Environmental Valuation: Tools and Capacity-Building for Integration in Policy, Bermuda

Geographical coverage

Geographical scale of the assessment National
Country or countries covered Bermuda
Any other necessary information or explanation for identifying the location of the assessment, including site or region name

Conceptual framework, methodology and scope

Assessment objectives

This project seeks to address the lack of environmental consideration in current policy and decision-making, by providing a means of recognizing the value of the range of ecosystem services provided by Bermuda's environment. The close collaboration of a dedicated Bermuda-based project manager and economic experts of the Joint Nature Conservation Committee (JNCC), will ensure appropriate application of existing economic tools and approaches and enable the training of local personnel for long-term sustainability. The purpose of this valuation is to inform stakeholders and policy makers on the benefits and costs of conserving ecosystems based on reliable and objective information.

Mandate for the assessment

The project was funded by FCO/DIFD Overseas Territories Environment Programme, 2007 project number BDA402. The project has been developed in the context of most of the MEAs which have already been extended to Bermuda, as well as some MEAs that are listed as high priorities for extension such as the UKOT Environment Charter, the Convention on Biological Diversity (CBD). Economic valuation is also recognised to be an important tool for implementation of the Ramsar Convention on Wetlands and the Convention on Migratory Species.

Conceptual framework and/or methodology used for the assessment

Total Economic Valuation

URL or copy of conceptual framework developed or adapted

http://jncc.defra.gov.uk/pdf/Executive%20report.pdf http://jncc.defra.gov.uk/page-4393 http://www.conservation.bm/publications/projects-reports/ http://www.ivm.vu.nl/en/projects/Archive/bermuda-coral-reef/index.asp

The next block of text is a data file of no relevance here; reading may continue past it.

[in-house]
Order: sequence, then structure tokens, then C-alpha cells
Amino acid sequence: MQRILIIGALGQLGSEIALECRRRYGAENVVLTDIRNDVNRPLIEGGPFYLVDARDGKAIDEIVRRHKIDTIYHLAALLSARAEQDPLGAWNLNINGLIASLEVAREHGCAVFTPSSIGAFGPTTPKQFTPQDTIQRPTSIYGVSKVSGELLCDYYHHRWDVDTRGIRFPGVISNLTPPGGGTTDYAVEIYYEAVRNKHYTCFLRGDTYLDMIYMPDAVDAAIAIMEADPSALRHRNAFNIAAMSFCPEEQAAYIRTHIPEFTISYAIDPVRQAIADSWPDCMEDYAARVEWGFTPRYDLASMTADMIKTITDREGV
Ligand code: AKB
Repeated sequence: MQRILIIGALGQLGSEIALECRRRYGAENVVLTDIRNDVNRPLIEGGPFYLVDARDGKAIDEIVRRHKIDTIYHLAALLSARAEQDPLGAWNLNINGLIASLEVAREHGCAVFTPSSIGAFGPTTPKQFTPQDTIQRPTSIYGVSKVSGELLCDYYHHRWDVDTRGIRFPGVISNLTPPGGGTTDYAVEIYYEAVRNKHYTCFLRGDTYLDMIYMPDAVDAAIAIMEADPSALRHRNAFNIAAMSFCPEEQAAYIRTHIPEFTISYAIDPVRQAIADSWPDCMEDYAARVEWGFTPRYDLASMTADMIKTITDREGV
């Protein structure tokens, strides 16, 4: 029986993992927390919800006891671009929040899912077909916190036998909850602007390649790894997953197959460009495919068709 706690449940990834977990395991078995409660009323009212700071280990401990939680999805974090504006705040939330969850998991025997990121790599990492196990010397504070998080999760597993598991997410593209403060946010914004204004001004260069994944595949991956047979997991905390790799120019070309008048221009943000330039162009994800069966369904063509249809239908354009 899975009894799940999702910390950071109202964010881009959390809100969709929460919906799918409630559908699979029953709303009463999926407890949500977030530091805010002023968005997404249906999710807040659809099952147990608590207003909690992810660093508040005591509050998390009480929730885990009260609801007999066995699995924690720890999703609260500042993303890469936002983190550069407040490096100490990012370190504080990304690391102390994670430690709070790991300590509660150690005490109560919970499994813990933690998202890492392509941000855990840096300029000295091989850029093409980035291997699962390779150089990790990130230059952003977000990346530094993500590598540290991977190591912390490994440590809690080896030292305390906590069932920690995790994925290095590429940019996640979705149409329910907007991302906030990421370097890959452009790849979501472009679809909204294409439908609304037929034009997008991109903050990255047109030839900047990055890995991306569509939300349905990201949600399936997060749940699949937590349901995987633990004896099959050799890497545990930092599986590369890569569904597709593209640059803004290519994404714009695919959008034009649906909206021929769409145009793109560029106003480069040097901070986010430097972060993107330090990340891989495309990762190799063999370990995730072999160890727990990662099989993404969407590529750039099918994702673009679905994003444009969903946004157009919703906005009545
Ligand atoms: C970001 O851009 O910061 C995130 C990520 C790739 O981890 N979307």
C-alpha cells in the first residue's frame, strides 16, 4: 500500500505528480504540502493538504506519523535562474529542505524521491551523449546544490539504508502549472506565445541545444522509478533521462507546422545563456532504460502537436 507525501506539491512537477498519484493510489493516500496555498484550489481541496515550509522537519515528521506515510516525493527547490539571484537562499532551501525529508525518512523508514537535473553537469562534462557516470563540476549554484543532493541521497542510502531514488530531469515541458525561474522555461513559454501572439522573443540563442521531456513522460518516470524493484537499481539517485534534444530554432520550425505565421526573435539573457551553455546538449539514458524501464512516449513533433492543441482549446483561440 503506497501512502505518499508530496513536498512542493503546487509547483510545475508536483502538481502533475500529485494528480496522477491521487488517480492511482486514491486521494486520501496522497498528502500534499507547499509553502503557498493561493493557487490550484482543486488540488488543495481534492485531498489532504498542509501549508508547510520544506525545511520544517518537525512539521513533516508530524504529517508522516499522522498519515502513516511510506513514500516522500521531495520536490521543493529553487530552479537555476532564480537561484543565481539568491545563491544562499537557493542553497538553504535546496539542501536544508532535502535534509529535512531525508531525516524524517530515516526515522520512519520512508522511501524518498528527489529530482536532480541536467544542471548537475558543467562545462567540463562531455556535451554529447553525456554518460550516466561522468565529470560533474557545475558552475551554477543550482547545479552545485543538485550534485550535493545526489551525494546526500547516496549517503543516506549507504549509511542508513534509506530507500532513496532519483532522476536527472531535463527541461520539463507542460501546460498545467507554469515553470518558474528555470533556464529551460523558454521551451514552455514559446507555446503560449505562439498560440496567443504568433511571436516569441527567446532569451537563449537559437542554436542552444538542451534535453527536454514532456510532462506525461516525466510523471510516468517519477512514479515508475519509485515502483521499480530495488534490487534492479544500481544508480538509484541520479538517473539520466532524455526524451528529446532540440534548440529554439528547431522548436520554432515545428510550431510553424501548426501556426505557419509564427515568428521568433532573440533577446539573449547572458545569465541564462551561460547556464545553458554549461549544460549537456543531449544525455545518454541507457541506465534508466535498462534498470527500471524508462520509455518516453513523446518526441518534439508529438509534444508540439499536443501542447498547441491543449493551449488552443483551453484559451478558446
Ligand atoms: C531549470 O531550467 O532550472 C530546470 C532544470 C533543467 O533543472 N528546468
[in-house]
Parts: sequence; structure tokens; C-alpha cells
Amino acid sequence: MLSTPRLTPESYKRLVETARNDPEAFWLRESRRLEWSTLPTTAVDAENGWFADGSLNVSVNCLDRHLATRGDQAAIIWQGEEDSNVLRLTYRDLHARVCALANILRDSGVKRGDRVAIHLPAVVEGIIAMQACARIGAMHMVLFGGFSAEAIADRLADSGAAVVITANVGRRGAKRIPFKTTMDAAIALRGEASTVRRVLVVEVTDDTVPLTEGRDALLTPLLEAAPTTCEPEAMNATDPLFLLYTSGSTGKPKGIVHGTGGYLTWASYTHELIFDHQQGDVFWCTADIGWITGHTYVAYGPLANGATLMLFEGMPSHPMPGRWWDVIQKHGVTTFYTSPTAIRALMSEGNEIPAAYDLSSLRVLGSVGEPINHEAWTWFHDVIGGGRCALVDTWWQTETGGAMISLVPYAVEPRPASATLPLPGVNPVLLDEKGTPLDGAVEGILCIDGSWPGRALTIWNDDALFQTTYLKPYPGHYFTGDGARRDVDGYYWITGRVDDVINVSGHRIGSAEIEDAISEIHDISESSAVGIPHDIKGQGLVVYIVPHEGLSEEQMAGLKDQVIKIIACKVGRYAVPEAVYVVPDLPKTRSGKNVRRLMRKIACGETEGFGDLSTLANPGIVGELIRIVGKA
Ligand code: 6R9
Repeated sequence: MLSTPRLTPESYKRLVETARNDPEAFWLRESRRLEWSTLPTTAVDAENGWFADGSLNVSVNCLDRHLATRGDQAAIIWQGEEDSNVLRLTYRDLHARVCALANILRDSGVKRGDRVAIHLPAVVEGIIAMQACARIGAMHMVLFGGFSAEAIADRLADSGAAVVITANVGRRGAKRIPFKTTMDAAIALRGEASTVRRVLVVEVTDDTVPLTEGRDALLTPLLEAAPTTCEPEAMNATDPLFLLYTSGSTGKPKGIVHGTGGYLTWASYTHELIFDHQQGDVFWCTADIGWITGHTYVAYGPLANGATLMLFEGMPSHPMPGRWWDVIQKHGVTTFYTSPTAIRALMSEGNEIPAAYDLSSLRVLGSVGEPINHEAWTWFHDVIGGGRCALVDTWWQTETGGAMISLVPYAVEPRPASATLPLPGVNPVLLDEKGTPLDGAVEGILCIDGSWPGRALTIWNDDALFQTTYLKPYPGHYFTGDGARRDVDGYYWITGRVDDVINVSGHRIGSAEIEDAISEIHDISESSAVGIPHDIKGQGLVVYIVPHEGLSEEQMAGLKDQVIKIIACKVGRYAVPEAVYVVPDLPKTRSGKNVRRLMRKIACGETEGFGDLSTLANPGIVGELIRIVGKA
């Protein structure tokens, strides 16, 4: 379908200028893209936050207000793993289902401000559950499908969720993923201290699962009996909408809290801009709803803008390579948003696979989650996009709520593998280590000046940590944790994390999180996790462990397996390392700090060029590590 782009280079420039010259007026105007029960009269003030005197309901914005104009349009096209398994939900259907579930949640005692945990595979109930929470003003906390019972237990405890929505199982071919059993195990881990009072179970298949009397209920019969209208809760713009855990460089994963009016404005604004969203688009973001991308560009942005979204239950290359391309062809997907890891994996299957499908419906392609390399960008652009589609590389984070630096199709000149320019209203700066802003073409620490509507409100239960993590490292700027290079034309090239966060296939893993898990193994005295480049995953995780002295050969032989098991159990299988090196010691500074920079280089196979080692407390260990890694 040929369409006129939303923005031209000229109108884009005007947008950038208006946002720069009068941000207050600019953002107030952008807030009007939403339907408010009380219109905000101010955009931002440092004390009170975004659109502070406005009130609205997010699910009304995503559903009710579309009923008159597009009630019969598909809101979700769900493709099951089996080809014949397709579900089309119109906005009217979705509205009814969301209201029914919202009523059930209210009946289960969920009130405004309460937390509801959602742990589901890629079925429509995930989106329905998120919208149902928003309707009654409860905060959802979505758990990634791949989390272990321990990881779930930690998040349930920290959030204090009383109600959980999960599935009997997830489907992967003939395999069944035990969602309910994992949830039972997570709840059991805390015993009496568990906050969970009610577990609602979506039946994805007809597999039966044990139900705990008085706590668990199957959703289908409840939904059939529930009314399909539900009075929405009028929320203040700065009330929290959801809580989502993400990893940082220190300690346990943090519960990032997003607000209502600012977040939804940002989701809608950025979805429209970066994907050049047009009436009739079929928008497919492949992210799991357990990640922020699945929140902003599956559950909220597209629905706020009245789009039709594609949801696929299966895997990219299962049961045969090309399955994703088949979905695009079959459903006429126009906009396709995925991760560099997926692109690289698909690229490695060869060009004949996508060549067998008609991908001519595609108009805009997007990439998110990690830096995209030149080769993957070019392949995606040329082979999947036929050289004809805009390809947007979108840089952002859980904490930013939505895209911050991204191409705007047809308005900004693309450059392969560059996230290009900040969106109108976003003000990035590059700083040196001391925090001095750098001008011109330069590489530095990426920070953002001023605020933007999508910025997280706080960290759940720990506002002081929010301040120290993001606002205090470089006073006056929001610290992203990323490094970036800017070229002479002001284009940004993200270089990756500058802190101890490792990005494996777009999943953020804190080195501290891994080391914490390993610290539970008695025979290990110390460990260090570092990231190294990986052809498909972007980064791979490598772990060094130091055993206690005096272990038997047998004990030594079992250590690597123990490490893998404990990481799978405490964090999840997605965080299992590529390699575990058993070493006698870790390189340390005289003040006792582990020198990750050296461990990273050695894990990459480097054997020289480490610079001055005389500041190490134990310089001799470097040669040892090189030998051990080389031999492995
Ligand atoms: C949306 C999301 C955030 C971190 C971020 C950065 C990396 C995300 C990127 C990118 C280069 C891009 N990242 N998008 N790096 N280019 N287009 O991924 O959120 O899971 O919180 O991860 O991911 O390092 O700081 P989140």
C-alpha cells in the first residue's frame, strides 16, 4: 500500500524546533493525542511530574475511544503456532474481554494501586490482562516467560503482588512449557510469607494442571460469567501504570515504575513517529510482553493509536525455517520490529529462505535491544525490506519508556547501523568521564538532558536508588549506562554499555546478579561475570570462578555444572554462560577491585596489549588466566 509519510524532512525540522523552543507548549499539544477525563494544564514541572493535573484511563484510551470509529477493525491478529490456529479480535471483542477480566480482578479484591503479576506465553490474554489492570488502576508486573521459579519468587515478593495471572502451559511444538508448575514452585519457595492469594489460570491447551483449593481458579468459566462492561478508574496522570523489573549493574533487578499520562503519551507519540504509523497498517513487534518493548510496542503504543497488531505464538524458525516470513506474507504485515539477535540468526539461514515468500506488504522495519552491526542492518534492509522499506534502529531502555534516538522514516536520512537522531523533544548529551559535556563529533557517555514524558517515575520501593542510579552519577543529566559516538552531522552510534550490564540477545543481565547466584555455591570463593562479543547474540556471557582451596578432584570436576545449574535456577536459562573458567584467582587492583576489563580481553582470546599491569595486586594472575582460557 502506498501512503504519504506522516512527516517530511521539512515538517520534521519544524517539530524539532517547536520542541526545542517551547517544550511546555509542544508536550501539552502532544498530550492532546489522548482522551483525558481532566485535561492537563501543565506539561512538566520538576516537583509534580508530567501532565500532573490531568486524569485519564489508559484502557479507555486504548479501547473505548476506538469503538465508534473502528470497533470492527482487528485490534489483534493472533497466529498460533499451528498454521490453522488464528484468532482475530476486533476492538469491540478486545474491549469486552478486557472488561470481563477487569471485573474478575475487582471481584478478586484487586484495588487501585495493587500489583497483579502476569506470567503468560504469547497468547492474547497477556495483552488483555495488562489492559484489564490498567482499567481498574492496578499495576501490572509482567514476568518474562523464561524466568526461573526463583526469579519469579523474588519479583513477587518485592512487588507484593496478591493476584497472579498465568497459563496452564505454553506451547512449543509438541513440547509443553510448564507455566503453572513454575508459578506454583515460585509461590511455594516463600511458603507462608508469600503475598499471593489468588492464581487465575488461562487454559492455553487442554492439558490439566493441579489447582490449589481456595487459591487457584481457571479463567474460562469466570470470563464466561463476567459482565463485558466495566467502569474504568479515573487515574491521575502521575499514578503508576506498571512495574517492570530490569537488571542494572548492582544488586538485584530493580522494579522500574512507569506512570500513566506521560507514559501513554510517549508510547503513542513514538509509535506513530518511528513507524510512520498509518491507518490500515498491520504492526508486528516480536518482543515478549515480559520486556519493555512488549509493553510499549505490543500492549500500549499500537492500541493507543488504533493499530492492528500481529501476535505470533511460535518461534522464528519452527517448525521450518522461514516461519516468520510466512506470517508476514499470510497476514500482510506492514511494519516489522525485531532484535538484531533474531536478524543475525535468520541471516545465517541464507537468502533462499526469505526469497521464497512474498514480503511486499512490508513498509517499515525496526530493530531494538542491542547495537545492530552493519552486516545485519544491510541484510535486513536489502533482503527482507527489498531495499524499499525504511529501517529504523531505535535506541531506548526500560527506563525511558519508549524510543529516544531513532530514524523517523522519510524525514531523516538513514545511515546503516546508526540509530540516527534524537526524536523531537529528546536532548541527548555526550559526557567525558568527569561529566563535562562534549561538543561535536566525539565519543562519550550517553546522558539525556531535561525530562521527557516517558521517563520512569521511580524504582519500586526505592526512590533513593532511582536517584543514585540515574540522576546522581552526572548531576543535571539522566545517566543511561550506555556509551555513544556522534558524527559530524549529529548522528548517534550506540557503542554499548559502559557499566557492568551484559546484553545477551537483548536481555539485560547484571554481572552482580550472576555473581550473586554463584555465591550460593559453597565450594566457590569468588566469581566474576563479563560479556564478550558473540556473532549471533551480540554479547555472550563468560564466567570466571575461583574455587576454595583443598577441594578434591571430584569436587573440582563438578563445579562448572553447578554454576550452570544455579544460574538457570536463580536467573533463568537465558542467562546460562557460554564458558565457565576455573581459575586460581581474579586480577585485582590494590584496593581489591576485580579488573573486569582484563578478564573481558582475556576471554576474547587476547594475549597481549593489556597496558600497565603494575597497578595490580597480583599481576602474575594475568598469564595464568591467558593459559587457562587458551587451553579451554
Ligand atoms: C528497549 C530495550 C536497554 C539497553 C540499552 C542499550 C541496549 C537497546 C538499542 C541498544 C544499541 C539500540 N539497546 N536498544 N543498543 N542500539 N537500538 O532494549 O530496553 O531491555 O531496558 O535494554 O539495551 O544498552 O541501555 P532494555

System(s) assessed

  • Marine
  • Coastal

Species groups assessed

Fisheries (commercial fisheries including finfish and lobster species, recreational finfisheries))

Ecosystem services/functions assessed


  • Food


  • Coastal protection

Supporting Services/Functions

Cultural Services

  • Recreation and tourism
  • Amenity, Research and education value

Scope of assessment includes

Drivers of change in systems and services


Impacts of change in services on human well-being


Options for responding/interventions to the trends observed


Explicit consideration of the role of biodiversity in the systems and services covered by the assessment


Timing of the assessment

Year assessment started


Year assessment finished


If ongoing, year assessment is anticipated to finish

Periodicity of assessment

One off

Assessment outputs


Bermuda Department of Conservation Services, (2010) Coral Reef Economic Valuation Brief: A brief document highlighting the key findings of the TEV report. Bermuda Department of Conservation Services, Bermuda, Government of Bermuda, Bermuda.

Sarkis, S., van Beukering, P.J.H. and McKenzie, E. (2010) Total Economic Value of Bermuda’s Coral Reefs: Valuation of Ecosystem Services. Technical report. Department of Conservation Services, Government of Bermuda, Bermuda.

van Beukering, P.J.H., Sarkis, S., McKenzie, E., Hess, S., Brander, L., Roelfsema, M., Looijenstijn-van der Putten, L. and Bervoets, T. (2010) Executive Summary Report: Total Economic Value of Bermuda’s Coral Reefs - Valuation of Ecosystem Services. Department of Conservation Services, Government of Bermuda, Bermuda.

Communication materials (e.g. brochure, presentations, posters, audio-visual media)

CD-Rom- digital copy of policy brief, full report and choice model cards Hard copies of policy brief and full report available through Department of Conservation Services Bermuda Articles in the Royal Gazette (Bermuda newspaper)

Journal publications

Training materials

Other documents/outputs

Chapter in newly published “Coral Reefs of the United Kingdom Overseas Territories”Series: Coral Reefs of the World, Vol. 4, editor Charles Sheppard, 2013 XVI 323p.

Tools and processes